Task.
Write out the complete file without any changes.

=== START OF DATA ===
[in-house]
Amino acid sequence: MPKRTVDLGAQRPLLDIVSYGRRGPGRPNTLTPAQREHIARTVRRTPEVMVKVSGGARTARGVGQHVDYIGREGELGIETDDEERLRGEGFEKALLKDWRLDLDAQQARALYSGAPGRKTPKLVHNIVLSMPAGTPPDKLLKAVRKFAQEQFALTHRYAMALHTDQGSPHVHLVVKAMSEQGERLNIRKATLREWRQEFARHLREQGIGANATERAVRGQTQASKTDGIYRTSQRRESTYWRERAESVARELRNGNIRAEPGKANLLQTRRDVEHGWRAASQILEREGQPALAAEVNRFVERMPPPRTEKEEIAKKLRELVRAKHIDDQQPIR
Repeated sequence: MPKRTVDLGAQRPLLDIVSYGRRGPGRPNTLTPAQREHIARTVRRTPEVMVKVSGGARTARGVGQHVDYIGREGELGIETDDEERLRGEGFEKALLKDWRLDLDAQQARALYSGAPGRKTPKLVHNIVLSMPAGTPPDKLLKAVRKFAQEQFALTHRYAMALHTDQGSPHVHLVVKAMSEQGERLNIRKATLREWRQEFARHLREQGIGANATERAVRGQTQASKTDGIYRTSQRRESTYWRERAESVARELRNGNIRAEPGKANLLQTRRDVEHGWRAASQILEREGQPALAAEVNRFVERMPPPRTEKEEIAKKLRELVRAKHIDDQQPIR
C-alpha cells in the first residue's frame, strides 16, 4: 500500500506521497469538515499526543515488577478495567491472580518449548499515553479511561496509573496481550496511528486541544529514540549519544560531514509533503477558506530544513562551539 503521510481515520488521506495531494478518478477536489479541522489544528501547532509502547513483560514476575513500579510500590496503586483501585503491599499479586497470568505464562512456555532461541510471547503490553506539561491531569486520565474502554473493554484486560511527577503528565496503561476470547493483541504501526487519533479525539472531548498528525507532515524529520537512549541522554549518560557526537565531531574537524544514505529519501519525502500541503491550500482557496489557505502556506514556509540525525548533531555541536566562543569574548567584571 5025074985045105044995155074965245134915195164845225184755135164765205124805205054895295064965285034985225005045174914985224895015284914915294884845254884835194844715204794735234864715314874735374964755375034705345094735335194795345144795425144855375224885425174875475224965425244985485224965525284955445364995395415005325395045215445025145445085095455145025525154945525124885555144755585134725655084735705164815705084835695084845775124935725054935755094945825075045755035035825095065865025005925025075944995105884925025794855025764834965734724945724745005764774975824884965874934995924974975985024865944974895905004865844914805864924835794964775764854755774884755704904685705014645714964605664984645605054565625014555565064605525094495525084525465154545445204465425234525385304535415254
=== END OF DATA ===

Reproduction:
[in-house]
Amino acid sequence: MPKRTVDLGAQRPLLDIVSYGRRGPGRPNTLTPAQREHIARTVRRTPEVMVKVSGGARTARGVGQHVDYIGREGELGIETDDEERLRGEGFEKALLKDWRLDLDAQQARALYSGAPGRKTPKLVHNIVLSMPAGTPPDKLLKAVRKFAQEQFALTHRYAMALHTDQGSPHVHLVVKAMSEQGERLNIRKATLREWRQEFARHLREQGIGANATERAVRGQTQASKTDGIYRTSQRRESTYWRERAESVARELRNGNIRAEPGKANLLQTRRDVEHGWRAASQILEREGQPALAAEVNRFVERMPPPRTEKEEIAKKLRELVRAKHIDDQQPIR
Repeated sequence: MPKRTVDLGAQRPLLDIVSYGRRGPGRPNTLTPAQREHIARTVRRTPEVMVKVSGGARTARGVGQHVDYIGREGELGIETDDEERLRGEGFEKALLKDWRLDLDAQQARALYSGAPGRKTPKLVHNIVLSMPAGTPPDKLLKAVRKFAQEQFALTHRYAMALHTDQGSPHVHLVVKAMSEQGERLNIRKATLREWRQEFARHLREQGIGANATERAVRGQTQASKTDGIYRTSQRRESTYWRERAESVARELRNGNIRAEPGKANLLQTRRDVEHGWRAASQILEREGQPALAAEVNRFVERMPPPRTEKEEIAKKLRELVRAKHIDDQQPIR
C-alpha cells in the first residue's frame, strides 16, 4: 500500500506521497469538515499526543515488577478495567491472580518449548499515553479511561496509573496481550496511528486541544529514540549519544560531514509533503477558506530544513562551539 503521510481515520488521506495531494478518478477536489479541522489544528501547532509502547513483560514476575513500579510500590496503586483501585503491599499479586497470568505464562512456555532461541510471547503490553506539561491531569486520565474502554473493554484486560511527577503528565496503561476470547493483541504501526487519533479525539472531548498528525507532515524529520537512549541522554549518560557526537565531531574537524544514505529519501519525502500541503491550500482557496489557505502556506514556509540525525548533531555541536566562543569574548567584571 5025074985045105044995155074965245134915195164845225184755135164765205124805205054895295064965285034985225005045174914985224895015284914915294884845254884835194844715204794735234864715314874735374964755375034705345094735335194795345144795425144855375224885425174875475224965425244985485224965525284955445364995395415005325395045215445025145445085095455145025525154945525124885555144755585134725655084735705164815705084835695084845775124935725054935755094945825075045755035035825095065865025005925025075944995105884925025794855025764834965734724945724745005764774975824884965874934995924974975985024865944974895905004865844914805864924835794964775764854755774884755704904685705014645714964605664984645605054565625014555565064605525094495525084525465154545445204465425234525385304535415254